On the 7th of this month, my grandmother Mrs Nellie Hurst reached her 80th year. What was meant to be a surprise dinner, for which I would descend from Southampton, turned out to be something she knew well enough about. But c’est la vie, I’ve never liked surprises anyway.
I was introduced to the set three-course festive menu being presented to us at the “posh pub” The Curlew around three weeks before the event. As my father’s side of the family is so broad (I am one of ten grandchildren on this side), and as we are all so tight-knit, we have never shared an actual Christmas dinner together – we either spent Boxing Day or, when my father and grandfather were alive, a Sunday afternoon before Christmas Day. So you can imagine how nice it was for us all to gather – all twenty-five of us.
It was somewhat amusing to find that when it came to the orders actually coming out, there were only a few of us who could actually remember what we had ordered. Among the dishes that came out were prawn cocktails, the predictable soups, and that which I had opted for: chicken livers served with bacon lardons, onions and horseradish (see pictured). I was not aware that it came out served within a vol-au-vent (a word that I’ll be damned if I can pronounce properly).
The only off-putting thing about this form of hors d’œuvres (a fault that I was very much aware of) was it also came served with the only vegetable I dread to eat: mushrooms. Naturally I was very wary of them as I ate my starter. The chicken livers were soft and melted in the mouth (as cliché as it sounds), and the bacon lardons, combined with the horseradish sauce, complemented them beautifully. The thing to praise about this dish though was the pastry of the vol-au-vent casing. Sacre bleu! The butteriness and the delicateness of the thing. I’d say I hated to eat it, if it didn’t taste so well!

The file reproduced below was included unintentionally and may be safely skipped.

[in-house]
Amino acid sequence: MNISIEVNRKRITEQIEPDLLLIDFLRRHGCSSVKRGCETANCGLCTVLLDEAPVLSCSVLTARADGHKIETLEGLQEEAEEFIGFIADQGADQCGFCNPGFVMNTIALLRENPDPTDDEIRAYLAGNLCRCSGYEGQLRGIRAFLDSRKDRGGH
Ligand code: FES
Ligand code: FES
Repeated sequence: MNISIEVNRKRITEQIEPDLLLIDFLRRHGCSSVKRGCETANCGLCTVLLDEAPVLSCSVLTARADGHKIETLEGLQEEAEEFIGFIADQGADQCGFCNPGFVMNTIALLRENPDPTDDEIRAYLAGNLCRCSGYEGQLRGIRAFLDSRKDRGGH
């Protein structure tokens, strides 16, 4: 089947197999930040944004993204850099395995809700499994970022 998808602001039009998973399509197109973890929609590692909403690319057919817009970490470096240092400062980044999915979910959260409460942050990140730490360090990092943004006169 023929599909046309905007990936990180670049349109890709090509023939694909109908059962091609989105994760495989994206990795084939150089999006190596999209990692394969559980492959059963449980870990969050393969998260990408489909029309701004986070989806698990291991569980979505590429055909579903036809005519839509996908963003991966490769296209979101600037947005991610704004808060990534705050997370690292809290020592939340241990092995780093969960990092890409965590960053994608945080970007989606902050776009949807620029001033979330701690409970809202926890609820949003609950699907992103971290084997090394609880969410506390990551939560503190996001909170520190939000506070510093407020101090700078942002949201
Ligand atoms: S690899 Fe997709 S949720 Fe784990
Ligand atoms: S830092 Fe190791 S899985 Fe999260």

As per what starters are there to do, this left me wanting more and I was now looking forward to my entrée. Cynical as I usually am when I order a form of roast dinner – the potatoes are never to a satisfactory standard; I am reminded of my days working in the hotel wherein the roast potatoes always tasted (and looked) re-hydrated and overdone.
When my main course, consisting of a butter-roasted turkey with all the trimmings including honey-glazed parsnips and a Yorkshire pudding (see pictured) I tried to stay positive. I believe I was correct in my scepticism about the potatoes though. The skins were chewy at best, and their inner flavour unimpressive. I ate them first to move onto better things.
The turkey was to a superior quality, as were the parsnips. However, the pig-in-blanket came blanket-less I was shocked to see, but I put up with it in spite of the prompts from various sharers of my table to complain, I ate it as it was. I am not one to moan about a singular strip of bacon.
Struggling as I was to finish my main course, I had no qualms whatsoever in waiting a little while for my dessert. The question would be was it worth the wait? Judging by the size of my Sherry Trifle Terrine (see pictured) I should say not! Compared to my cousins’ Yule Logs (which one of them mistook for a Chocolate Brownie) and Apple Pies (the pastry of which was described to smell like PlayDough – not that I thought so) the terrine was minuscule. And the sherry was virtually non-existent; I was quite bemused by its lack of quality compared to the dishes that had preceded it. At the same time, I suppose if it had been any bigger, I potentially could not have finished it.
Importantly, I think my grandmother enjoyed herself. It was remarkable to have all the family and spouses there. And aside from dessert, I would happily recommend The Curlew for a Christmas meal for anyone.